Answer

I'm using babel and the following syntax is working for me:

class MyClass {
    static constant1 = 33;
    static constant2 = {
       case1: 1,
       case2: 2,
    };
    // ...
}

MyClass.constant1 === 33
MyClass.constant2.case1 === 1

Please consider that you need the preset "stage-0".
To install it:

npm install --save-dev babel-preset-stage-0

// in .babelrc
{
    "presets": ["stage-0"]
}

Update:

currently use stage-3

Answer

In this document it states:

There is (intentionally) no direct declarative way to define either prototype data properties (other than methods) class properties, or instance property

This means that it is intentionally like this.

Maybe you can define a variable in the constructor?

constructor(){
    this.key = value
}
Answer

Like https://stackoverflow.com/users/2784136/rodrigo-botti said, I think you're looking for Object.freeze(). Here's an example of a class with immutable statics:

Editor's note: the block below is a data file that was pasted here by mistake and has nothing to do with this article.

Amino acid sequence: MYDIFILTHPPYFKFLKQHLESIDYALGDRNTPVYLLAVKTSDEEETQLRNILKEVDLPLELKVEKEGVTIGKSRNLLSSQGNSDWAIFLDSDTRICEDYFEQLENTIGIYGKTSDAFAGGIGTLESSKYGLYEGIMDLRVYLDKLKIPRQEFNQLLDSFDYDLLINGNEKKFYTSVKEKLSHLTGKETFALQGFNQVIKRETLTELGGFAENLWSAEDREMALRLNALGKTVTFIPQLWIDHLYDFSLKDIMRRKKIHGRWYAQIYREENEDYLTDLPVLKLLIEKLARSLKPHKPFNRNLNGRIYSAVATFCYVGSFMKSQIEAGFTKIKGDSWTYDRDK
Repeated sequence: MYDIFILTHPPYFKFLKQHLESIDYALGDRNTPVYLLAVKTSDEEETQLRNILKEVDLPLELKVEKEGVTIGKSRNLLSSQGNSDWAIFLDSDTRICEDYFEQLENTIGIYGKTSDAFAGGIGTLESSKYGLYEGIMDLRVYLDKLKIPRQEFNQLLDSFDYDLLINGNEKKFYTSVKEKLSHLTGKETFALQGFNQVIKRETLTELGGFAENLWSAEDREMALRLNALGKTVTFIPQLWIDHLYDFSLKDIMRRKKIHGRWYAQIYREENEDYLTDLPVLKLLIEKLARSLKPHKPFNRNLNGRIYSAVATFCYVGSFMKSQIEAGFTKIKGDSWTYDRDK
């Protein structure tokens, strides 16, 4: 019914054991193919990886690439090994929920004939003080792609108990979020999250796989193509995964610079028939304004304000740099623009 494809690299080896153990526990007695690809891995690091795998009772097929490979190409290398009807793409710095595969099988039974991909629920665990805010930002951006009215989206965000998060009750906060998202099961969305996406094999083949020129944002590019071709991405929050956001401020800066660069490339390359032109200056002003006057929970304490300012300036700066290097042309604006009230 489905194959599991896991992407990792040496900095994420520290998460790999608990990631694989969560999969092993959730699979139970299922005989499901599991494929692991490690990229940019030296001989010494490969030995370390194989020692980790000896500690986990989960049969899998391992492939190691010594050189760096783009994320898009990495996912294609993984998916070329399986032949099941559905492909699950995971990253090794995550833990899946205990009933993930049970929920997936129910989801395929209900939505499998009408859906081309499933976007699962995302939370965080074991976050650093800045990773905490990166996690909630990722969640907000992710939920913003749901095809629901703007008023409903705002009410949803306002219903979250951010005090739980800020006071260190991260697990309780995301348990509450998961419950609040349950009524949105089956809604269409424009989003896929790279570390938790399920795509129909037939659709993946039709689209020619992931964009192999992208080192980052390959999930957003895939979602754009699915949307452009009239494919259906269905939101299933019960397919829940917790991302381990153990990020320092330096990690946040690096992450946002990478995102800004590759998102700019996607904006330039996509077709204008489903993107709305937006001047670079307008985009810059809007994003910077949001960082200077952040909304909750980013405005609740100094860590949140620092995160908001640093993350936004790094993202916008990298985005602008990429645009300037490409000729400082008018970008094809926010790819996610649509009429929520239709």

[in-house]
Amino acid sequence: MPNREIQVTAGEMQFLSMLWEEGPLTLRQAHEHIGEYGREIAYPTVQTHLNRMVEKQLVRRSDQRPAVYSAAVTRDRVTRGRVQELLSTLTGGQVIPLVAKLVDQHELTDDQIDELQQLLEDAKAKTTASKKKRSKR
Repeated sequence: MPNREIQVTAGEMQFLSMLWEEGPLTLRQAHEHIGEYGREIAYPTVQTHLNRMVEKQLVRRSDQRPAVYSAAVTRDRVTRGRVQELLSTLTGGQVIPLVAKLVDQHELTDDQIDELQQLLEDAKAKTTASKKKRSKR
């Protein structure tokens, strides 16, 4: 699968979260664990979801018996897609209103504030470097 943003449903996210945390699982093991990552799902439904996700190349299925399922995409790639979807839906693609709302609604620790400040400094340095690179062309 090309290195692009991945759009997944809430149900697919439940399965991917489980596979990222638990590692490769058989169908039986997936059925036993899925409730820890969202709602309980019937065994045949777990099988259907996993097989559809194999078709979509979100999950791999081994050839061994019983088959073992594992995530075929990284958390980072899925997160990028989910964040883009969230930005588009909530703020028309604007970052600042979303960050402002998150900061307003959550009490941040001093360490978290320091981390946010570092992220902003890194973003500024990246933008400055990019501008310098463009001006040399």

class User {
  constructor(username, age) {
    if (age < User.minimumAge) {
      throw new Error('You are too young to be here!');
    }
    this.username = username;
    this.age = age;
    this.state = 'active';
  }
}

User.minimumAge = 16;
User.validStates = ['active', 'inactive', 'archived'];

deepFreeze(User);

function deepFreeze(value) {
  if (typeof value === 'object' && value !== null) {
    Object.freeze(value);
    Object.getOwnPropertyNames(value).forEach(property => {
      deepFreeze(value[property]);
    });
  }
  return value;
}
Answer

You can define it like this:

class Foo {
  static MyConst = 200;

  myFunc() {
    const doubleConst = Foo.MyConst * 2;
  }
}
Answer

You could use import * as syntax. Although not a class, they are real const variables.

Constants.js

export const factor = 3;
export const pi = 3.141592;

index.js

import * as Constants from 'Constants.js'
console.log( Constants.factor );
Answer

You can make the "constants" read-only (immutable) by freezing the class. e.g.

class Foo {
    static BAR = "bat"; //public static read-only
}

Object.freeze(Foo); 

/*
Uncaught TypeError: Cannot assign to read only property 'BAR' of function 'class Foo {
    static BAR = "bat"; //public static read-only
}'
*/
Foo.BAR = "wut";